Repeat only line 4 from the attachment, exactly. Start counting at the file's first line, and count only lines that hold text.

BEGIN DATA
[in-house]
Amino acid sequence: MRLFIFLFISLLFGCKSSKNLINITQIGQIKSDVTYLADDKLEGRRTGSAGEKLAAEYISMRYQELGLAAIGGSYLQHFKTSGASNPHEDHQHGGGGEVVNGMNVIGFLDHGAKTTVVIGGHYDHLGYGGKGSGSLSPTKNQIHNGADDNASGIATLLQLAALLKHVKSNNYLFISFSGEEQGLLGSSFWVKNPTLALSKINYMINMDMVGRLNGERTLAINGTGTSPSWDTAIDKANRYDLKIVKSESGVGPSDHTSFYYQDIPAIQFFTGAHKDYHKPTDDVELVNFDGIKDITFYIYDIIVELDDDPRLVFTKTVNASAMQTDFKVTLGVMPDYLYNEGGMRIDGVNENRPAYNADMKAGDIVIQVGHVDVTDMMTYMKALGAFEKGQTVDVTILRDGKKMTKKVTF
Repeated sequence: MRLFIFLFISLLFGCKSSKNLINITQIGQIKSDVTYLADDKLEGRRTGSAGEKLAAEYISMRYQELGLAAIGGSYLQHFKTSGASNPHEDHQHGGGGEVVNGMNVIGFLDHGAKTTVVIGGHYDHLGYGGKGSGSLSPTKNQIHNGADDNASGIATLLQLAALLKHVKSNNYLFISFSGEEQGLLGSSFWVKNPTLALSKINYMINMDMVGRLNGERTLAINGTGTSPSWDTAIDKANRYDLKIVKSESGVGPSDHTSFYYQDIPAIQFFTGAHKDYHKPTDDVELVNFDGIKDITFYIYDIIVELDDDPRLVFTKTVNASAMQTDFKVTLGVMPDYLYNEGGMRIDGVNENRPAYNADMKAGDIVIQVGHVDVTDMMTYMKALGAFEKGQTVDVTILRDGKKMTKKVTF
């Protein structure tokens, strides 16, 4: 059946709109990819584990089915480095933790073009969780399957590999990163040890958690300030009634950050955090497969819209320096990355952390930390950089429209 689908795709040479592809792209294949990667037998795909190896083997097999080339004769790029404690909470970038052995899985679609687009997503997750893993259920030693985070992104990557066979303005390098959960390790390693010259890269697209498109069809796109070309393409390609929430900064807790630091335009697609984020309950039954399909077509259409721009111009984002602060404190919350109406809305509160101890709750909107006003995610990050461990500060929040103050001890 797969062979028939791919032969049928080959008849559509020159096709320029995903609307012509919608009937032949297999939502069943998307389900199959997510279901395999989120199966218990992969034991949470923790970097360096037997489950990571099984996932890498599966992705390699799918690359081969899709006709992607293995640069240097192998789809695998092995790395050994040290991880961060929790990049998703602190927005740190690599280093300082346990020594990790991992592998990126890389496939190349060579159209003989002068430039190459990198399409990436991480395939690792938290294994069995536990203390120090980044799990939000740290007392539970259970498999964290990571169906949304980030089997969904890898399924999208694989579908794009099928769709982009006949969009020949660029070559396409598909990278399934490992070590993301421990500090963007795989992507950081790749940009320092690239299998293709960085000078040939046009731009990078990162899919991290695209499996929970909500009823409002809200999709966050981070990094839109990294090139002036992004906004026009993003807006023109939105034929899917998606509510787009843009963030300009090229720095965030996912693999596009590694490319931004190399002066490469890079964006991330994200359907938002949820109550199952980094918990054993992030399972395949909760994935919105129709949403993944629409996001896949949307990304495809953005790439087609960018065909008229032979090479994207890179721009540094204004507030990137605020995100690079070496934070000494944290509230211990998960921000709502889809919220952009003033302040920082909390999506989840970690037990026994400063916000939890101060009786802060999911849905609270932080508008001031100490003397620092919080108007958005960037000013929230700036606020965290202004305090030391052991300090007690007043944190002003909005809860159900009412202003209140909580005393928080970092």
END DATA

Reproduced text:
């Protein structure tokens, strides 16, 4: 059946709109990819584990089915480095933790073009969780399957590999990163040890958690300030009634950050955090497969819209320096990355952390930390950089429209 689908795709040479592809792209294949990667037998795909190896083997097999080339004769790029404690909470970038052995899985679609687009997503997750893993259920030693985070992104990557066979303005390098959960390790390693010259890269697209498109069809796109070309393409390609929430900064807790630091335009697609984020309950039954399909077509259409721009111009984002602060404190919350109406809305509160101890709750909107006003995610990050461990500060929040103050001890 797969062979028939791919032969049928080959008849559509020159096709320029995903609307012509919608009937032949297999939502069943998307389900199959997510279901395999989120199966218990992969034991949470923790970097360096037997489950990571099984996932890498599966992705390699799918690359081969899709006709992607293995640069240097192998789809695998092995790395050994040290991880961060929790990049998703602190927005740190690599280093300082346990020594990790991992592998990126890389496939190349060579159209003989002068430039190459990198399409990436991480395939690792938290294994069995536990203390120090980044799990939000740290007392539970259970498999964290990571169906949304980030089997969904890898399924999208694989579908794009099928769709982009006949969009020949660029070559396409598909990278399934490992070590993301421990500090963007795989992507950081790749940009320092690239299998293709960085000078040939046009731009990078990162899919991290695209499996929970909500009823409002809200999709966050981070990094839109990294090139002036992004906004026009993003807006023109939105034929899917998606509510787009843009963030300009090229720095965030996912693999596009590694490319931004190399002066490469890079964006991330994200359907938002949820109550199952980094918990054993992030399972395949909760994935919105129709949403993944629409996001896949949307990304495809953005790439087609960018065909008229032979090479994207890179721009540094204004507030990137605020995100690079070496934070000494944290509230211990998960921000709502889809919220952009003033302040920082909390999506989840970690037990026994400063916000939890101060009786802060999911849905609270932080508008001031100490003397620092919080108007958005960037000013929230700036606020965290202004305090030391052991300090007690007043944190002003909005809860159900009412202003209140909580005393928080970092």